Insulation Refractory Bricks  Insulating refractory brick (IRB) is the term used for heat insulating bricks and  covers those heat insulating materials which are applied up to 1000 deg C. IRBs are often mistakenly referred to as rear insulation materials. These bricks are assigned to the group of lightweight refractory bricks and are manufactured on the basis of naturally occurring lightweight raw materials. IRB is a class of brick, which consists of highly porous fireclay or kaolin. IRBs are lightweight, low in thermal conductivity, and yet sufficiently resistant to temperature to be used successfully on the hot side of the furnace wall, thus permitting thin walls of low thermal conductivity and low heat content. The low heat content is particularly important in saving fuel and time on heating up, allows rapid changes in temperature to be made, and permits rapid cooling. IRB is characterized by the presence of large amount of porosity in it. The pores are mostly closed pores. The presence of porosity decreases the thermal conductivity of the insulating bricks. IRBs  were developed in the 1930s, and they were the predominant form of insulation until the development of insulating castable and fiber refractories. There are two types of bricks namely (i) bricks based on clay and gypsum using the burnout of sawdust to create high porosity (and thereby provide better insulating value), and (ii) bricks based on lightweight aggregate and clays. Like all alumina-silica brick, IRBs have a duty rating (service limit). Over the years, IRBs have been made in a variety of ways, such as mixing of organic matter with clay and later burning it out to form pores; or a bubble structure incorporated in the clay-water mixture which is later preserved in the fired brick. IRBs are characterized by the presence...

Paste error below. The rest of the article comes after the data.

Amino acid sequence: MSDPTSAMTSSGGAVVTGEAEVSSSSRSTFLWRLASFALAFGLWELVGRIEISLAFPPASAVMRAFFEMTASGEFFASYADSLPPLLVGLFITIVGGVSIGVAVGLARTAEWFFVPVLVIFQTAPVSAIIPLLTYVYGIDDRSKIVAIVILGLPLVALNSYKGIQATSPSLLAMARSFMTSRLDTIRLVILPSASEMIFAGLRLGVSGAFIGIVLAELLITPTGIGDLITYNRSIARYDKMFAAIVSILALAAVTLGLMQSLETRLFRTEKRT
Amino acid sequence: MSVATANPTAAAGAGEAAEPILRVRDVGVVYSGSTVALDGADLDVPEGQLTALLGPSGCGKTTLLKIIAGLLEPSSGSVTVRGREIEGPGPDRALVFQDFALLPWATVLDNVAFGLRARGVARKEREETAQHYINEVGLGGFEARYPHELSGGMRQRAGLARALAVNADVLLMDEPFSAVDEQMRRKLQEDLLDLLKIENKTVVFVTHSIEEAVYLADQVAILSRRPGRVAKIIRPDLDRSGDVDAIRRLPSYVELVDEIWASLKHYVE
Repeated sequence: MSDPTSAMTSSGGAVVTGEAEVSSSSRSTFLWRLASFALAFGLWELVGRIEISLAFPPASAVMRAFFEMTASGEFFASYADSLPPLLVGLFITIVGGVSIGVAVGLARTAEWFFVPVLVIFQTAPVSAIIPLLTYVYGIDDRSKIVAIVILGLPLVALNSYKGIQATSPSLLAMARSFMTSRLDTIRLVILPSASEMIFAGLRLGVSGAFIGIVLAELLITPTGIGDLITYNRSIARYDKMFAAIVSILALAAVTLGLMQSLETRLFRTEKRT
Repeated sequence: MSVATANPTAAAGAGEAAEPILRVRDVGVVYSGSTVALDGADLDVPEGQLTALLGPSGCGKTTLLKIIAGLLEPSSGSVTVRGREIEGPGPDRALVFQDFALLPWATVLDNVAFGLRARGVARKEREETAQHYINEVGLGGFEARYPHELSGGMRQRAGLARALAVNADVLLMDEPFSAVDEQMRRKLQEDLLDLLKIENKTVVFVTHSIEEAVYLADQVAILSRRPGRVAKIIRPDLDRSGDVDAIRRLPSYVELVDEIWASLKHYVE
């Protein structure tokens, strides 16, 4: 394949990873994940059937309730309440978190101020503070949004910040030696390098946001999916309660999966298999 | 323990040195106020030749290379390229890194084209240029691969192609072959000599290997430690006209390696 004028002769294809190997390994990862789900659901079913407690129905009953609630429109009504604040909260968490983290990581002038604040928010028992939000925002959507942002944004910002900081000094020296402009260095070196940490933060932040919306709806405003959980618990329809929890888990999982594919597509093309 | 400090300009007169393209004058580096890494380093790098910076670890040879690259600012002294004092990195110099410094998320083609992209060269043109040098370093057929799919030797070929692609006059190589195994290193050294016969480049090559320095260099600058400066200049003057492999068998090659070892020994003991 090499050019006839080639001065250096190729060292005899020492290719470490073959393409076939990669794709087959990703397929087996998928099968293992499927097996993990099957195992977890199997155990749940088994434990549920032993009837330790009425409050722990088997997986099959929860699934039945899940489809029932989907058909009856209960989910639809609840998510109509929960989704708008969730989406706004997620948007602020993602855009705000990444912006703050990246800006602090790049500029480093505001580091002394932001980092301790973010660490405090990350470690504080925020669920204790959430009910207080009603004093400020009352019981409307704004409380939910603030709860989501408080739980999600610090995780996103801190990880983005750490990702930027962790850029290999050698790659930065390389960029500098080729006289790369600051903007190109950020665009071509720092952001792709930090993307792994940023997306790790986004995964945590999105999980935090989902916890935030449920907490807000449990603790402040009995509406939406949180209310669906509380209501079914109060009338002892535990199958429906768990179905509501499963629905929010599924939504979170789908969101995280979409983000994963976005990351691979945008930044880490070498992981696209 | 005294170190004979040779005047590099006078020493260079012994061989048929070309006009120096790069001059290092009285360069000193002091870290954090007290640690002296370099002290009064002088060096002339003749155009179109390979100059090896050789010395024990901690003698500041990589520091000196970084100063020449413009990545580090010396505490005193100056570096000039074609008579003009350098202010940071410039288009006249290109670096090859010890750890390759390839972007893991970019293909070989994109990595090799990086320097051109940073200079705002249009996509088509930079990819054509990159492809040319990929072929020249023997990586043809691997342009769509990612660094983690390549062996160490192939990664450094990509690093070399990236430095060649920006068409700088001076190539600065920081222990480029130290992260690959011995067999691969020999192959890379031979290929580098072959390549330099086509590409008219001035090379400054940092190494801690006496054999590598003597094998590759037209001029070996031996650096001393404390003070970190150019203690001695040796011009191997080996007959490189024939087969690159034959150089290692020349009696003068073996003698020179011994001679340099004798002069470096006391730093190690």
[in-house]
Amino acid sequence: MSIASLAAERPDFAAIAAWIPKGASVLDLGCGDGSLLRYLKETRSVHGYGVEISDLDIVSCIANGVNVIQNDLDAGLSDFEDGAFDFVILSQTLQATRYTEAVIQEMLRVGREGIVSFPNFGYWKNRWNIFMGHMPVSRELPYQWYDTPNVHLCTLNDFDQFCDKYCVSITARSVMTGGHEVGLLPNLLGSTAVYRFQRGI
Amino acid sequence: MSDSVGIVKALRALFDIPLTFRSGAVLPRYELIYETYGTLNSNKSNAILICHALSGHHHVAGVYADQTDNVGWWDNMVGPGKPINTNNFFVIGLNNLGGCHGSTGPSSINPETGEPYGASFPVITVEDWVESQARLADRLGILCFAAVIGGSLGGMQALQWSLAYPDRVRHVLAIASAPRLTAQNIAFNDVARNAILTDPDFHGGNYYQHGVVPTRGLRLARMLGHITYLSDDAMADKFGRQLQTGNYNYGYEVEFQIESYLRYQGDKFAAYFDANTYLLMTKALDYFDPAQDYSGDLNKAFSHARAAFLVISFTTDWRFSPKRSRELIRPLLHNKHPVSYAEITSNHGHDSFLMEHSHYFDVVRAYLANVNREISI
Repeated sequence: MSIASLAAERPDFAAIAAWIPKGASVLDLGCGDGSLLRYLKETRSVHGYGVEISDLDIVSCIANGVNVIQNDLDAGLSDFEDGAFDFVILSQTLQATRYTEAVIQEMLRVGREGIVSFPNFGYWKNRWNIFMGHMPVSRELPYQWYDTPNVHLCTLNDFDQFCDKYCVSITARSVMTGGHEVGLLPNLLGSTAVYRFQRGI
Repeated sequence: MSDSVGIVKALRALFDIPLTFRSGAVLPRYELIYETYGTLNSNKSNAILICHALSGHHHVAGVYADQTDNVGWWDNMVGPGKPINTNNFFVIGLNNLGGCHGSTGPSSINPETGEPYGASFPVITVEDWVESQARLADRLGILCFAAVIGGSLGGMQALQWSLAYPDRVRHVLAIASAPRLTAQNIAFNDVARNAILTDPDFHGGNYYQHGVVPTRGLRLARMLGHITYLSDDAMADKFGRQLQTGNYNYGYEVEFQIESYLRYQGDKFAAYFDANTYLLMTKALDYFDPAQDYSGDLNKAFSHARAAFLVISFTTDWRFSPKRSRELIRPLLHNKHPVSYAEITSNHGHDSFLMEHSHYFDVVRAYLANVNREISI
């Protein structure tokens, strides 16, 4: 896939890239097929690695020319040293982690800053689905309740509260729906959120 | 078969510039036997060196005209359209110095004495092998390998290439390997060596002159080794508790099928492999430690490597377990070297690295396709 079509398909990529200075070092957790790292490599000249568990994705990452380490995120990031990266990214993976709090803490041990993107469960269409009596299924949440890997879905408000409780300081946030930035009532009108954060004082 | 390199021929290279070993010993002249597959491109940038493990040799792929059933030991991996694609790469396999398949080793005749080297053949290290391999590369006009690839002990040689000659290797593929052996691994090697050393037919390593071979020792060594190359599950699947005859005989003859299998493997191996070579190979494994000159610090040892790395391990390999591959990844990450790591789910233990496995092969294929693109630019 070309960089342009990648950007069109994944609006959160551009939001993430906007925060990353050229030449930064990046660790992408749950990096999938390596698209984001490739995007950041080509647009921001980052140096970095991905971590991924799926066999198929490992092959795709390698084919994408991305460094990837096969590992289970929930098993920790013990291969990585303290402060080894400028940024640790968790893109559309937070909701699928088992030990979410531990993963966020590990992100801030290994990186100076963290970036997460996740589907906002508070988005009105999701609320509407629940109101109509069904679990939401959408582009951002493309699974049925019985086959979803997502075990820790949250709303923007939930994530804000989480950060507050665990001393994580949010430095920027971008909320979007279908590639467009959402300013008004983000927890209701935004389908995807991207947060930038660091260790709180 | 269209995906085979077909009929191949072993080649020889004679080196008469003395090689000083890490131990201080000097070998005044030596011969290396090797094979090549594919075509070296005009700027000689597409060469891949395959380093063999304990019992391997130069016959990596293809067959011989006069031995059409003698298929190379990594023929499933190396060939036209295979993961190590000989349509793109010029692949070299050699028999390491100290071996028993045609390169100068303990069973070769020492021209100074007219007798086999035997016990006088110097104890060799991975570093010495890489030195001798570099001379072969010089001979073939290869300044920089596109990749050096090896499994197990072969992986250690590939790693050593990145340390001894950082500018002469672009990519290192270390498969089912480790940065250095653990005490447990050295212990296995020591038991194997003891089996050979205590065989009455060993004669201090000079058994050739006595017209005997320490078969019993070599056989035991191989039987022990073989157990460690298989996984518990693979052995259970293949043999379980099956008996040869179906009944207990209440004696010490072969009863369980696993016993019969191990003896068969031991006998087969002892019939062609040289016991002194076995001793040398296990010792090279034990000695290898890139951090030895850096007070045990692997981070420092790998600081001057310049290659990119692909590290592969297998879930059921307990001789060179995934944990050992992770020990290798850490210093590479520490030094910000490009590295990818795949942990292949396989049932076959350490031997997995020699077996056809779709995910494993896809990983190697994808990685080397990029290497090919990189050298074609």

Stakeholder Management...